Blinken Worried New Taliban Government Full Of Terrorists Doesn’t Have Enough Women


Dylan Housman Deputy News Editor
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Secretary of State Antony Blinken expressed concern Wednesday that the newly-formed Taliban cabinet in Afghanistan is not diverse enough.

During a joint press conference with German Foreign Minister Heiko Maas, Blinken condemned the Taliban for not keeping their word to form an “inclusive” government in Afghanistan. Blinken added that he is “concerned by the affiliations and track records” of s0me members of the cabinet, some of whom have ties to U.S.-designated terrorist organizations.

“Yesterday, the Taliban named a new interim government. We are assessing the announcement, but despite professing that a new government would be inclusive, the announced list of names consists exclusively of individuals who are members of the Taliban or their close associates, and no women,” Blinken said.

“We are also concerned by the affiliations and track records of some of those individuals. We understand the Taliban has presented this as a caretaker cabinet. We will judge it, and them, by its actions,” he added.

The Taliban’s announced “interim” cabinet included hardline Islamic fundamentalist leaders, among them a terrorist sanctioned by the United Nations as the head of government and the leader of the U.S.-designated terrorist organization Haqqani Network as interior minister.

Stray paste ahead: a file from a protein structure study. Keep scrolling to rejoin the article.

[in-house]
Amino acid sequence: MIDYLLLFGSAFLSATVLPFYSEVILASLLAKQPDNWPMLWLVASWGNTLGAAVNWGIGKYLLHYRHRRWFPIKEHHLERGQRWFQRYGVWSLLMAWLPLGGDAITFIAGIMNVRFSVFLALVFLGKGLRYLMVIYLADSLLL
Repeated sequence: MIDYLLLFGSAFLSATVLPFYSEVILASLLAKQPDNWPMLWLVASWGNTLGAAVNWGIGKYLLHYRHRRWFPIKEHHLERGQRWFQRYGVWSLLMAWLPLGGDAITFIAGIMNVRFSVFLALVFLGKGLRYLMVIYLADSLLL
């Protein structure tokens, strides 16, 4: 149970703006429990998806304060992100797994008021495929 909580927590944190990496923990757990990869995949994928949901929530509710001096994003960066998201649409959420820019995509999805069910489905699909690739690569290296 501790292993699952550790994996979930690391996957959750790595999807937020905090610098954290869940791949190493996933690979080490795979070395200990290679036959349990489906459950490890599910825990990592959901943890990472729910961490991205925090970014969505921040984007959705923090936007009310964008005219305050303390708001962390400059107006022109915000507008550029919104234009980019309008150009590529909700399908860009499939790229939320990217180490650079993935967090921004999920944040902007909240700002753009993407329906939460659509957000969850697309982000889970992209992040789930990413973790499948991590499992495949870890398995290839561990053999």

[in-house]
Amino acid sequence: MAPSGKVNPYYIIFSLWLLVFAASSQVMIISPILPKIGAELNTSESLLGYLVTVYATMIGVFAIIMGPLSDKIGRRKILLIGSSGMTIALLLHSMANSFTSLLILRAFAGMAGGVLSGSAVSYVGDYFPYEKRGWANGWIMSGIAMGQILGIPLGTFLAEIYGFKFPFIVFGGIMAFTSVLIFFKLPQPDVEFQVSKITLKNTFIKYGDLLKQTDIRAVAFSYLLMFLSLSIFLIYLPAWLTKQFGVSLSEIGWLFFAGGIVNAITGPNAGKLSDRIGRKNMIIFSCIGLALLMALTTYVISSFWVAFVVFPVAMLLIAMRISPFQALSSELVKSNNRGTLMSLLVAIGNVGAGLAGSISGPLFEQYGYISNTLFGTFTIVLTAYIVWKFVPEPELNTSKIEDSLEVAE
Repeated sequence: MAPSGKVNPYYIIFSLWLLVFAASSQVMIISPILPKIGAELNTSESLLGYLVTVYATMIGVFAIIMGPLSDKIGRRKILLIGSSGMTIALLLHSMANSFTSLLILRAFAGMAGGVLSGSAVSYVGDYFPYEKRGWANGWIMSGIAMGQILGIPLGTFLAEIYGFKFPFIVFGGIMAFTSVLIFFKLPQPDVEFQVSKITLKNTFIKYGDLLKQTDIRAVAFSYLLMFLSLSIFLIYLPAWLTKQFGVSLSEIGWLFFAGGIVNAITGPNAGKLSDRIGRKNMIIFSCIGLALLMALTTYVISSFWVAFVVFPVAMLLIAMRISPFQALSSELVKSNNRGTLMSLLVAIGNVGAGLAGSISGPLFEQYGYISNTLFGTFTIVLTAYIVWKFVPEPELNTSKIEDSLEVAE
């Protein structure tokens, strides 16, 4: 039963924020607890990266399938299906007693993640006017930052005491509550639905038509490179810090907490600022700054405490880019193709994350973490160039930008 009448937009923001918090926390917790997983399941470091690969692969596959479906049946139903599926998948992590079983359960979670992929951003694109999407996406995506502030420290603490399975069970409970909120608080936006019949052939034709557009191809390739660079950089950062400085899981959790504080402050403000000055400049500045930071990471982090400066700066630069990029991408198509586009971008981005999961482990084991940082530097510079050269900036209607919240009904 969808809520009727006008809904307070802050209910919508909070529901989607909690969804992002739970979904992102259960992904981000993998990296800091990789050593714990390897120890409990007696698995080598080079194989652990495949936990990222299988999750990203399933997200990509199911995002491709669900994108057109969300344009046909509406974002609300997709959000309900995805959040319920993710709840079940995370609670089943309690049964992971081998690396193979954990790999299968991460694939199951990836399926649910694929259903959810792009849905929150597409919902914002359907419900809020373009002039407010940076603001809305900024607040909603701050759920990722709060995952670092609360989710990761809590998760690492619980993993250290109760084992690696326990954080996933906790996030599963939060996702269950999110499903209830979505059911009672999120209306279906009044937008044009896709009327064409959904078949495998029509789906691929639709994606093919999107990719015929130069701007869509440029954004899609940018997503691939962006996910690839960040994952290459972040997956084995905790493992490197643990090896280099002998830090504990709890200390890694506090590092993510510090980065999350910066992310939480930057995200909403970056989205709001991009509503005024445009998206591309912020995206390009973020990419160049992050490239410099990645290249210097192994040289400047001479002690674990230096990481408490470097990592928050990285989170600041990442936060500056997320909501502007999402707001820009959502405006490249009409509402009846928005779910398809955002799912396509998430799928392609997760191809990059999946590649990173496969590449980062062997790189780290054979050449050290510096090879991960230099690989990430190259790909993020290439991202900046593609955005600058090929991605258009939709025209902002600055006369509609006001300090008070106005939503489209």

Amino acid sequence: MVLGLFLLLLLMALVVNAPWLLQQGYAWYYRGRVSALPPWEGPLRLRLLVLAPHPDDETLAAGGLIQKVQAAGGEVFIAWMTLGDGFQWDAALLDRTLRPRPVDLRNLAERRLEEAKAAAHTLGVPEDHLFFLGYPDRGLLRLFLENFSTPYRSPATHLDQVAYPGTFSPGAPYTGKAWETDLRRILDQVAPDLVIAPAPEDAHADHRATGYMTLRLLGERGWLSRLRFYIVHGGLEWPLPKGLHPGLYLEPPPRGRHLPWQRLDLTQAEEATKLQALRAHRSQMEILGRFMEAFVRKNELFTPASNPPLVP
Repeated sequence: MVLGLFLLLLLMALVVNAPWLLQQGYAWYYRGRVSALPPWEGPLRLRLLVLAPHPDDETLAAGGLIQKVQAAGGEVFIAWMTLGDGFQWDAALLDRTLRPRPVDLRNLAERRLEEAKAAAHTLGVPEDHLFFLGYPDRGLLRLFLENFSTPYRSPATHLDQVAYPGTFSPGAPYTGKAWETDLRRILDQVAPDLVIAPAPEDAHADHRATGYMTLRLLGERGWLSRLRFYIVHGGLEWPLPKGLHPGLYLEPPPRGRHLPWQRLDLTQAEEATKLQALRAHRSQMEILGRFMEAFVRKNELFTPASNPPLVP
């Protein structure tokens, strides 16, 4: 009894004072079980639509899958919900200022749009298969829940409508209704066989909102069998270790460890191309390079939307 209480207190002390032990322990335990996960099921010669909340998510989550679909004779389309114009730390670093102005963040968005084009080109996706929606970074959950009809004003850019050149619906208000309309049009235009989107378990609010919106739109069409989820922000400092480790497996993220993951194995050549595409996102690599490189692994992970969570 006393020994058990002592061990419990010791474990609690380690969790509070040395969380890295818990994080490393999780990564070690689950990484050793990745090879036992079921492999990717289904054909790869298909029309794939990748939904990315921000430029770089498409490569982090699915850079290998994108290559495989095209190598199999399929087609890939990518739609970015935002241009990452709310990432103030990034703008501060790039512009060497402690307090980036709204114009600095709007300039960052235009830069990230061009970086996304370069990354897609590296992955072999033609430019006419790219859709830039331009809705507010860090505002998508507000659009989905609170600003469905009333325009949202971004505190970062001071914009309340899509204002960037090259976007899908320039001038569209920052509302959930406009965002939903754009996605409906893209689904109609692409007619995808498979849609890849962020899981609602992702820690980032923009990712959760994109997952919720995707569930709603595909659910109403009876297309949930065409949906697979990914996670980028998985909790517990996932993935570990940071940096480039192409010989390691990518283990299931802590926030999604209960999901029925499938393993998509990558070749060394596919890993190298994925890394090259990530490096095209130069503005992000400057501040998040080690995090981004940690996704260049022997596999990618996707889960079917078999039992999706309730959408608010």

The organization’s supreme leader, Hibatullah Akhunzada, announced the government would be committed to upholding “Islamic rules and sharia law.” (RELATED: Taliban Violently Breaks Up Kabul Protest Organized By Women)

Blinken stressed that the Taliban will not earn international recognition unless it moderates its behavior. The militants were only recognized by three foreign governments during their first tenure in charge of Afghanistan in the late 1990s and early-2000s, but more countries have expressed openness to having relations with them this time around, including Russia and China.

“The international community has made clear its expectation that the Afghan people deserve an inclusive government. Today, Foreign Minister Maas and I co-hosted a virtual ministerial meeting of 22 countries plus NATO, the European Union and the United Nations, to discuss the next chapter on Afghanistan,” Blinken said. “The Taliban seek international legitimacy and support. Any legitimacy, any support, will have to be earned, and we heard that across the board from everyone participating in today’s session.”

Blinken also addressed reports that the Taliban is preventing charter flights from leaving Afghanistan with American citizens and Afghan allies on board, ensuring that the Biden administration is doing all it can to get the flights out of the country safely.